Something doesn't sound right with your CHEs. Mine last for decades. I use them in ceramic based Home Depot style 11" hoods and they produce around 20% more heat than an incandescent bulb of the same wattage, because they are not "wasting" any electricity producing light. CHE = 100% heat. Incandescent bulb = 20% light and 80% heat, roughly.
 

GeoTerraTestudo

Active Member
5 Year Member
Joined
May 7, 2011
Messages
3,311
Location (City and/or State)
Broomfield, Colorado
Tom said:
Two 150 watt bulbs. Sheesh. I use one 65 watt flood in a hood and lower it to get my 100 degree basking spot. Man, you are burning some power.

Something doesn't sound right with your CHEs. Mine last for decades. I use them in ceramic based Home Depot style 11" hoods and they produce around 20% more heat than an incandescent bulb of the same wattage, because they are not "wasting" any electricity producing light. CHE = 100% heat. Incandescent bulb = 20% light and 80% heat, roughly.

Yeah, these 150-W bulbs are really powerful. I had to max out the height on the stands, and lower the level of the substrate to make sure the basking temps don't go over 100*F. Next time, I would probably get a 100-W or less.

And yes, something does appear to be screwy with my CHE setup. I don't know what it could be, because I do use "regulation" ceramic base hoods. I've tried both the black-hooded and the wire-frame types, but it just seems like over time, the output decreases until the hot spot no longer reaches even the bare minimum basking temperature (90*F). The one I had in Florida was fine, but here in Colorado, it seems like they don't last as long. Maybe the contacts get corroded or something in the dry air? Except, if anything, I would expect that to be more likely in a more humid environment. Maybe something is making the CHEs short out? I don't know. What gives?
 

Jd3

Member
5 Year Member
Joined
Mar 23, 2013
Messages
253
Essentially a che IS just an electrical short. Both wires terminate together and produce heat.
 

GeoTerraTestudo

Active Member
5 Year Member
Joined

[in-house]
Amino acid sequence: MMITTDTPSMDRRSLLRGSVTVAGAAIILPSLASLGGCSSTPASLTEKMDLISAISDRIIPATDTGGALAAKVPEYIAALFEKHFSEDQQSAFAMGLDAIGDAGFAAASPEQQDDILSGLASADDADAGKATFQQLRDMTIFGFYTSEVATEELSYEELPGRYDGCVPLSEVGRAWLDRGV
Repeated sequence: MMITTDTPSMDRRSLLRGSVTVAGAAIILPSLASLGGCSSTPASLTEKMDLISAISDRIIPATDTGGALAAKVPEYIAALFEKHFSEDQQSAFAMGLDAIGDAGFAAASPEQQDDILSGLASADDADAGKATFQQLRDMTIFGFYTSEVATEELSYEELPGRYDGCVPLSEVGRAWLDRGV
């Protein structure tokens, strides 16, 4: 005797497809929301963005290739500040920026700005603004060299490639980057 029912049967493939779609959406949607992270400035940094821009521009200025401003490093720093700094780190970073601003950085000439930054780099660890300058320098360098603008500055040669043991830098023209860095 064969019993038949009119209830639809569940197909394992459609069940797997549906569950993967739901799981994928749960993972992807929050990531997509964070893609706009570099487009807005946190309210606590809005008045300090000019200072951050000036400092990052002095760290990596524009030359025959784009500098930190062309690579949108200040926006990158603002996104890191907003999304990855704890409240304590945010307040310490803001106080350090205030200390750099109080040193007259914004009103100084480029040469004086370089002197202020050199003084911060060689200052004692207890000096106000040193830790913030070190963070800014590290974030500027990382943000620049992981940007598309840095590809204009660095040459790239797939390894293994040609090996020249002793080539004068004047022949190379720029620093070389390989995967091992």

May 7, 2011
Messages
3,311
Location (City and/or State)
Broomfield, Colorado
Jd3 said:
Essentially a che IS just an electrical short. Both wires terminate together and produce heat.

Well, I think it's a resistor. The current backs up in the coils, and that generates heat. If the heat has decreased, that says to me that there is less electricity coursing through the device.

BTW - When I looked at the connector of one of my last hoods (which was failing), the copper spring looked kind of degraded. Maybe that was corrosion reducing the conductance?
 

GeoTerraTestudo

Active Member
5 Year Member
Joined
May 7, 2011
Messages
3,311
Location (City and/or State)
Broomfield, Colorado
Now that spring has come to Colorado (finally!), I am switching back to my CHEs, because now with higher indoor ambient temperatures (75-78*F), I just can't keep the basking spots under 100*F with those 150-W incandescent bulbs.

The good news is, the CHEs appear to be working normally again, now that I've screwed them into the new Deep Dome hoods. I attribute this to better electricity conduction. Not only do the new hoods have nice, new connections, but I also scraped some "black stuff" off the ends of the CHEs before screwing them in. I suppose that "black stuff" was some kind of carbonized material, interfering with conduction. Fortunately, they are now they are working again. :)
 
Status
Not open for further replies.
TortoiseSupply.com

New Posts

Top